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Jerry Brown Interview on the Death Penalty

The Sacramento Bee has this page with video of its editorial board's interview with California Attorney General and candidate for Governor Jerry Brown.  They have conveniently broken up the video by topic, so you can watch the death penalty portion separately from the others.  For those who like to have a transcript for more convenient reference, I have transcribed it as best I can given the technical issues.  The transcript follows the jump.  I will have some comments in another post.
Jerry Brown interview with the Sacramento Bee editorial board, September 24, 2010:

Q: ... What is your proposal for dealing with that, would you build a new death row?

A: I thought we just built one.  Didn't we just build one for 500 thousand, 500 million dollars or something?

Q: <inaudible> build a new one.

A: Well, an issue <unclear> we had, what, since I was governor, four governors and I think we've had 12 executions.  The world has changed somewhat.  When my father was governor we had 35 executions, and he didn't even want to do it.  So even those who wanted to, like Deukmejian, were unable to.  So, I've defended more death penalty convictions than any person in the country.  And we defend them because that's the law.  And I will observe the law and I've been down this road before.  The people have spoken.  The courts have upheld it.  I'll carry it out.

The difficulty is it takes years to get a transcript and then to get the case teed up because you have to have a lawyer and there are not that many lawyers who can do it.  It costs money.  Nobody wants to give them money.  So, that's the dilemma, and I would certainly want people to see what can be done.  I know the Chief Justice wants to spend more money in order to accelerate the process, and that's probably what it takes.

Q: Are you still morally opposed to it? <low volume on this questioner's mic, not sure>

A: I have never said morally, go read my veto message, I said I would prefer a society that did not have to use the death penalty.  But my preference has been overruled, and not only by the Legislature but by initiative.  So I will carry out the law as it is, as my father did <unclear>.

Q: You don't oppose it morally?  On moral grounds? <same questioner, still low volume>

A: You know I haven't really tried to parse out all the considerations that go into my view.  You know, certainly somebody who has lived in Oakland and saw <glitch in video at this point, rest of sentence lost>. I look at the state and being in the business of executions, that's something that strikes me as being my first option. <Surely meant to say "not my first option," but no "not" is audible.> But there it is, this is the law, it is very strongly felt by the people, and I think the rule of law is fundamental.  And whether it is Proposition 13, which I opposed but I carried out, I'll carry out the death penalty as well.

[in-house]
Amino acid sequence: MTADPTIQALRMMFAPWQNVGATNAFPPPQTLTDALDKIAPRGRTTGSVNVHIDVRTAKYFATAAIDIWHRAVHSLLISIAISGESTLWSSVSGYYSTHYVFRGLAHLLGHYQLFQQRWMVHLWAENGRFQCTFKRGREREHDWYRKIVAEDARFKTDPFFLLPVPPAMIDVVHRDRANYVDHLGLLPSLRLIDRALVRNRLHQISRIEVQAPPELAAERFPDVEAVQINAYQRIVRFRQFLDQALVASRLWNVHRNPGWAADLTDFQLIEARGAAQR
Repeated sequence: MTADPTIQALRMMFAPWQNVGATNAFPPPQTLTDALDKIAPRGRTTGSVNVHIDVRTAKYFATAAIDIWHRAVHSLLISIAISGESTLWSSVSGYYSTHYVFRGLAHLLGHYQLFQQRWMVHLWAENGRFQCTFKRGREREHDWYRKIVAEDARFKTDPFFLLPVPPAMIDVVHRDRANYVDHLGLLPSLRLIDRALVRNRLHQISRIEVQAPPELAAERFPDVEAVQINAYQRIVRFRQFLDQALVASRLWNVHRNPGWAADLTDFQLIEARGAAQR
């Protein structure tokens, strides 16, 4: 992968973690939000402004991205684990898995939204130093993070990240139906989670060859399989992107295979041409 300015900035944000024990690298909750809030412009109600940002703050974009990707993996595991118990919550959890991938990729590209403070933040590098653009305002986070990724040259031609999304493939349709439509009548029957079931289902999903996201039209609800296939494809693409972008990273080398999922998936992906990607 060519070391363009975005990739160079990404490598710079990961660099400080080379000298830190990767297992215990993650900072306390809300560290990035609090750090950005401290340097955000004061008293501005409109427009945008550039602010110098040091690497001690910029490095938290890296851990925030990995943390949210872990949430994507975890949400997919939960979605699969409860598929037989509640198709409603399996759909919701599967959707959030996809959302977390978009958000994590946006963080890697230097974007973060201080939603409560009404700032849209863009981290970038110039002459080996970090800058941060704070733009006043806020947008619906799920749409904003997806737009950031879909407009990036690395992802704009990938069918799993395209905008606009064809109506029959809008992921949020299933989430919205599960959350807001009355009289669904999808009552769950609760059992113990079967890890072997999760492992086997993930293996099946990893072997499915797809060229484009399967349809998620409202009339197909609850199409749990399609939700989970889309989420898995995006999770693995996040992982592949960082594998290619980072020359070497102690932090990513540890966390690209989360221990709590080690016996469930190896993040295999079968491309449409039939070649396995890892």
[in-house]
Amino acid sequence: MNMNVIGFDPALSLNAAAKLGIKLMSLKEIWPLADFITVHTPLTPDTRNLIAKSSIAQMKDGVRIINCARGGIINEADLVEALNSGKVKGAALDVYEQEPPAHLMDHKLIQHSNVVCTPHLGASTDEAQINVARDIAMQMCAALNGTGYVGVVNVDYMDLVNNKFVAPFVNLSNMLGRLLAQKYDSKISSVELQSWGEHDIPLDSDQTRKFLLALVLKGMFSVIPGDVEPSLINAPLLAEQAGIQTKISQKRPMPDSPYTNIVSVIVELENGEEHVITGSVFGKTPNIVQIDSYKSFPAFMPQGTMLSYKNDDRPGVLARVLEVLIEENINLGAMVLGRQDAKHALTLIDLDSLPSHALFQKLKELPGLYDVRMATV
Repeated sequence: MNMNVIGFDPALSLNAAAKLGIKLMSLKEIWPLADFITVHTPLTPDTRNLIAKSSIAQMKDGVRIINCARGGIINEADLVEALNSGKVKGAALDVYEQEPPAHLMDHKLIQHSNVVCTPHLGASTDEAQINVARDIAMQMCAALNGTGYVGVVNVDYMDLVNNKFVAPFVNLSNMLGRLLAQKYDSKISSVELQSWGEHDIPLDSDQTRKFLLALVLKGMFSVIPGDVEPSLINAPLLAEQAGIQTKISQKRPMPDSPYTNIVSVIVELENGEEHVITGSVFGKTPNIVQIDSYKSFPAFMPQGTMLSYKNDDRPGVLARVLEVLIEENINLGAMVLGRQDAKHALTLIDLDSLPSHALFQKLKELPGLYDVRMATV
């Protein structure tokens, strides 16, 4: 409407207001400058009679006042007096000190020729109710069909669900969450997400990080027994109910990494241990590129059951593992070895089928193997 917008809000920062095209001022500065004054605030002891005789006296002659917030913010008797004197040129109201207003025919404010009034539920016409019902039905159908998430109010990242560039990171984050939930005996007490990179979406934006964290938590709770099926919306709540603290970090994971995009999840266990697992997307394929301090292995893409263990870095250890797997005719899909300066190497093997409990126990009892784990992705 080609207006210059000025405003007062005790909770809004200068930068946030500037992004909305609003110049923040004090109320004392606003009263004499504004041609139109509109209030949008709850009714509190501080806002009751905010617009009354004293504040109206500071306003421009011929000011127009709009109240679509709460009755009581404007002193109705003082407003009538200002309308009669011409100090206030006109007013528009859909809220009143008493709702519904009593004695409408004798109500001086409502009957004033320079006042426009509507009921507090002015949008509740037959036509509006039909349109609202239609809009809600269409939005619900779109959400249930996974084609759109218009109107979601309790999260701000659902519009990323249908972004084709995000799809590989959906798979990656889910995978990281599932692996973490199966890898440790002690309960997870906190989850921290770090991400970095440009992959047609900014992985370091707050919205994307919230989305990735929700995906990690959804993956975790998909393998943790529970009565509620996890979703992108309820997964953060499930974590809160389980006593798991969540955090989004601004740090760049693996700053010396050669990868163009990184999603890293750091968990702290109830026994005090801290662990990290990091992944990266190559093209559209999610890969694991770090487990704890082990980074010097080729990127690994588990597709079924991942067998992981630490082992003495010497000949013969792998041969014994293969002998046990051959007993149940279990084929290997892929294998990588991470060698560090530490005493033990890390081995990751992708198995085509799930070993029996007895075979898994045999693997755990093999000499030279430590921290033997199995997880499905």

Q: So will death row continue to grow, with no end in sight?

A: Unless we come up with some proposals.  Do you have any ideas? These cases are difficult.  The courts are very careful. And to tell you the truth, what I've done as Attorney General, I've appointed good leadership and believe in this law and they are doing the best job they can. And I just have to look at it. I have not seen too many proposals, other than to hire more lawyers and give them more money for investigators as far as advancing the cause.

Q: I can't help but ask.  I mean, you say you would carry out the will of the people.  How does that jibe with your view on Proposition 8?  How come you haven't defended Proposition 8, which was the will of the people, and a vote of the people?

A: Wait, it's totally, diametrically different. The death penalty has been upheld, not only by the state Supreme Court, even my judges upheld it on several occasions, and it's been upheld by the U. S. Supreme Court.  In the case of Proposition 8, after a very extensive hearing, the judge ruled it unconstitutional with no rational basis.  So that's quite different, and I'm following the same line as Thomas Lynch when he refused to defend Proposition 14, which was the measure to eliminate the Rumford Act.  So I think this is on all fours, and I'm following the same principle. The court can rule on this if they wish.  The advocates are quite vigorous on both sides.

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